The cost for a lawyer to create your estate plan is dependent on several factors: the number and type of documents; size of the estate and complexity of the family situation; the nature of assets; and the jurisdiction in which it is being prepared, said William Kirchick, president of the National Association of Estate Planners and Councils. …A simple will may cost around $1,500, but it could be significantly more if it is more complicated.”
If you’re a Millennial parent who wants to create a will without a lawyer, several options are available online. I won’t advocate here for any specific company or service, in part because I don’t have personal experience with each alternative. But I do want to share a few general thoughts about how to approach the options available to you.
Many online estate planning services include a disclaimer on their websites that understandably might make parents nervous. For example, Nolo’s Quicken WillMaker says, “The information provided on this site is not legal advice.” Rocket Lawyer notes that they do not “provide legal advice or representation…” and they are not “intended as a substitute for an attorney or law firm.” How effectively would these wills work in court after your death?
Such disclaimers emphasize the reality that these quick, less expensive wills aren’t a perfect substitute for working with an attorney. But when you’re nonetheless in the market for these services, I suggest focusing on two key aspects of the will creation process:
For instance, Thoughtful Wills is an actual law firm that offers an efficient online process similar to more automated solutions (although their wills are more expensive than others). Total Legal, a low-cost, but reputable option, provides premium members with access to free and discounted legal services. And Trust & Will, a newer entrant to the market, offers licensed estate planning attorney support for a reasonable $200 charge.
I hope the two articles that I highlighted today, and my own perspective on Millennial estate planning, empower you to soon create a will, even without a lawyer. The cost of using an online estate planning service is obviously much more feasible for many people than a more traditional, highly customized will. But Millennial parents need to understand what they’re buying. And you shouldn’t consider these documents a long-term solution for your family. When you’re young and things are simple, they’re better than nothing. But as life changes and becomes more complicated, you should be prepared to pay for a customized will that reflects you and the laws in your state.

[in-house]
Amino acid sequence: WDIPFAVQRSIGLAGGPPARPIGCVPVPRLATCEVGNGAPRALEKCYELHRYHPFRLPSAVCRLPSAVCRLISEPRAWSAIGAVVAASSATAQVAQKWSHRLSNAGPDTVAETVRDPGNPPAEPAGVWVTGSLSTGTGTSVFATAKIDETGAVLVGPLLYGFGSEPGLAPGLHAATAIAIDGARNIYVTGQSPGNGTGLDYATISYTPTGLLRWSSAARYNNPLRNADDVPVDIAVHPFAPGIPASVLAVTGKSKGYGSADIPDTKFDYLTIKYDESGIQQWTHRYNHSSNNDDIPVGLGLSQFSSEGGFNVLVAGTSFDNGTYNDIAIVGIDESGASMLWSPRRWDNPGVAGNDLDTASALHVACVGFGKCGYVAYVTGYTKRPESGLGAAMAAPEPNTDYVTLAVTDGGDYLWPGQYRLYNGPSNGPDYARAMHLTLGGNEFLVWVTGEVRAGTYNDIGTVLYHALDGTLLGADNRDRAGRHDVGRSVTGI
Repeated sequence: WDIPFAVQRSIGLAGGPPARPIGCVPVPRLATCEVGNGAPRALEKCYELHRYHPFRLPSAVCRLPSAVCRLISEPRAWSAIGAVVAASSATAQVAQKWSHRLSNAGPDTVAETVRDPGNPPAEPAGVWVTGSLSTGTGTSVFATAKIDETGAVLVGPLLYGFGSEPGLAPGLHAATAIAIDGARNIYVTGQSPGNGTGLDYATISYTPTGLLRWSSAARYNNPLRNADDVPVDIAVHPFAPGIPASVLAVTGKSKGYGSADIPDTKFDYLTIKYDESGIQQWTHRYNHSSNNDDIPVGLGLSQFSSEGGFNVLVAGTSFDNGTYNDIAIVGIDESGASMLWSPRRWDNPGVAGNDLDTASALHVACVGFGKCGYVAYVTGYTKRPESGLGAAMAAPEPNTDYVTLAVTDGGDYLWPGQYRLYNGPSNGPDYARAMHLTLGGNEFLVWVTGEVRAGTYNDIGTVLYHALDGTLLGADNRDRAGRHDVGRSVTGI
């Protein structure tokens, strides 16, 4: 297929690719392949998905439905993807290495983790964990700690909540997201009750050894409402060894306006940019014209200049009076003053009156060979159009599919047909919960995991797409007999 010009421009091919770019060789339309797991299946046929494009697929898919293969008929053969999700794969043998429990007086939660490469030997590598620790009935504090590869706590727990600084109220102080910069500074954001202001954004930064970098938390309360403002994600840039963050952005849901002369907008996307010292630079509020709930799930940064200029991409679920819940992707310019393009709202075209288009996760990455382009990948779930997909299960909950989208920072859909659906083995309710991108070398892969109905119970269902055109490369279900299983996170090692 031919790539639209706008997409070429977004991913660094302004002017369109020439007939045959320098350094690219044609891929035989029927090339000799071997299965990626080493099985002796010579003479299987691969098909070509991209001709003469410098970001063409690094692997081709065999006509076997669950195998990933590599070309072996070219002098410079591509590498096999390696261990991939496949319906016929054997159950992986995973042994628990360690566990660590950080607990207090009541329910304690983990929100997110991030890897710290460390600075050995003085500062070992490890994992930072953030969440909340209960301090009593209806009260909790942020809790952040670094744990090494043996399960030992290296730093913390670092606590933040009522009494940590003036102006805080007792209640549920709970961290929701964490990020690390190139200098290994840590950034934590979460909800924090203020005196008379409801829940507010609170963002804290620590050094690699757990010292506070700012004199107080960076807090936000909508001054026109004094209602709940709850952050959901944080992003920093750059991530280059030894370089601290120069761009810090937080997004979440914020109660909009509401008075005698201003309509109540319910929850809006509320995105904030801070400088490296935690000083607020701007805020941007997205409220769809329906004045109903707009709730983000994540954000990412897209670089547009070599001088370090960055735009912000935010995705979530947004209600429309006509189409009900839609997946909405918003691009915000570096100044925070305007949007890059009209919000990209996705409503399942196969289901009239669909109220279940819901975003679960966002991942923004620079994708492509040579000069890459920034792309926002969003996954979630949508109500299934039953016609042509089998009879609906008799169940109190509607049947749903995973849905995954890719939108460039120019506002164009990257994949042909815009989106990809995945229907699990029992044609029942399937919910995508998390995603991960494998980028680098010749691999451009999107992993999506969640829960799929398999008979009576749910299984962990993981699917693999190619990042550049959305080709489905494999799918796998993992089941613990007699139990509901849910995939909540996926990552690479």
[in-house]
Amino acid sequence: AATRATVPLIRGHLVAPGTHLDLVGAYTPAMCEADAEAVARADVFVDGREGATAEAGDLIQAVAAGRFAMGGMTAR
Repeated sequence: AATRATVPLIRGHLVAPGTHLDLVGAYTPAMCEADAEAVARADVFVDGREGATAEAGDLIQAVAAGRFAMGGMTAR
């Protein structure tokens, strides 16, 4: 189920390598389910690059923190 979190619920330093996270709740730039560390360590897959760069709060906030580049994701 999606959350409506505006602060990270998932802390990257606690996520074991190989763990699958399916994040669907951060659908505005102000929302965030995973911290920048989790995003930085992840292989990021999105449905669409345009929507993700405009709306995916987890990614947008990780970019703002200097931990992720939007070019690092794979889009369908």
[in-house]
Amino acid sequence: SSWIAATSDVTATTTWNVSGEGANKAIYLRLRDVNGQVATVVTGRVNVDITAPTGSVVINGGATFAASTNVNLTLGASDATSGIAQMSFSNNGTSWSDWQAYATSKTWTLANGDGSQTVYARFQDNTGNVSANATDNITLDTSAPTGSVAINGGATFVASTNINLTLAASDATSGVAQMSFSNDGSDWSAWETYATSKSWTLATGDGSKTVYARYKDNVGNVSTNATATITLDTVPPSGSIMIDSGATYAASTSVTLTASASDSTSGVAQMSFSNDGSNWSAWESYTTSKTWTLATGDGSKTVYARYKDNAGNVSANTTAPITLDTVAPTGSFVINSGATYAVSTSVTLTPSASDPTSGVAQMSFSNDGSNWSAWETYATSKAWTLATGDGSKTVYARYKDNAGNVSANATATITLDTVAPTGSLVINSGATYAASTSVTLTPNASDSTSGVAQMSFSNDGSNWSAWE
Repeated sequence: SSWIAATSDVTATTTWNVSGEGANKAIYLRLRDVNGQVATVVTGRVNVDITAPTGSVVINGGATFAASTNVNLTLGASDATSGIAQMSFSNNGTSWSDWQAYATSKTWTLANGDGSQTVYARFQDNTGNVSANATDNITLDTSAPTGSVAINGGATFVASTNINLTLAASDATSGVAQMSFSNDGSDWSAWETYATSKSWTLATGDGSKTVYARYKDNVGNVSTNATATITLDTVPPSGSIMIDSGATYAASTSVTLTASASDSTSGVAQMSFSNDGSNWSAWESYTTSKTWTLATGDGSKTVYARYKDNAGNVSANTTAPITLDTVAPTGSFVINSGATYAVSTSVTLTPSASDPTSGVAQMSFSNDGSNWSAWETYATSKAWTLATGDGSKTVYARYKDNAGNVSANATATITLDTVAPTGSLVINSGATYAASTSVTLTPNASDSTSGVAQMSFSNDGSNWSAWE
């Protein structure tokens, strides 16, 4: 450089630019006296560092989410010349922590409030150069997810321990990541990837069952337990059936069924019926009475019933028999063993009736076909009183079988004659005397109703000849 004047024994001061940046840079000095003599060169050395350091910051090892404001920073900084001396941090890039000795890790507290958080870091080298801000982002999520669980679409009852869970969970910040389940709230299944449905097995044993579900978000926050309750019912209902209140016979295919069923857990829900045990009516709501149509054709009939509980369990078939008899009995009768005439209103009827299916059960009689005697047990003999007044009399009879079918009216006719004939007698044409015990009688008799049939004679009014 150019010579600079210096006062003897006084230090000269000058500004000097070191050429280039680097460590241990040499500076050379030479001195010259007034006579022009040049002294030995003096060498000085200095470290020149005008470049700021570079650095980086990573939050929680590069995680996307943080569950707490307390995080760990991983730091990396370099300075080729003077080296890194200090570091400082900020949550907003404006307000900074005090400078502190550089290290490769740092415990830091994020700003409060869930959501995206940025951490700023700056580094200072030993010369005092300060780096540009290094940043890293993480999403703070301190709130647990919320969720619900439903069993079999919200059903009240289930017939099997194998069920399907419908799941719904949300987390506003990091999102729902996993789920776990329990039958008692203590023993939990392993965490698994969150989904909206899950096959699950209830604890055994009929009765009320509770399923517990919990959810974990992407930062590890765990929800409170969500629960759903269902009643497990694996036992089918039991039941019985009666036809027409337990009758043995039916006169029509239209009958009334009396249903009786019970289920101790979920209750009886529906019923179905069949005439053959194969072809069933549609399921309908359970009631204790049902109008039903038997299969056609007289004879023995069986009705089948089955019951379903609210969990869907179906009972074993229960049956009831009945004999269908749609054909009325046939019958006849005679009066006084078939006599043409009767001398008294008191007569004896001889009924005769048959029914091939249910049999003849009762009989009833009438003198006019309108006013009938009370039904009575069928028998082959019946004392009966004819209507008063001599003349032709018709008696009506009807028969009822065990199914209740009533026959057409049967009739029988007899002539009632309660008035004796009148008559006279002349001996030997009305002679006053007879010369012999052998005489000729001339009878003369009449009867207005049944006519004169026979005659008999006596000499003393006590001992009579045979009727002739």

Check out both Veronica Dagher’s article at the Wall Street Journal and Mia Taylor’s article at Real Simple. I also encourage you to subscribe to their writing and support them on social media. And, of course, subscribe to this Millennial finance podcast to learn more about how you can improve your own financial wellness in the year ahead.
[Editor’s note: this article reflects the transcript (which I’ve edited for clarity) of a recent Financially Well podcast episode.]
Kevin Mahoney, CFP® is the founder & CEO of Illumint, a Washington, D.C.-based company that offers financial planning for Millennial parents. He specializes in navigating the new financial decisions that arise during our 30s and 40s, such as repaying student loans, buying a house, saving for college, & learning to invest. In addition, Kevin also works as a financial wellness program provider to Millennial employees around the country, including group speaking engagements.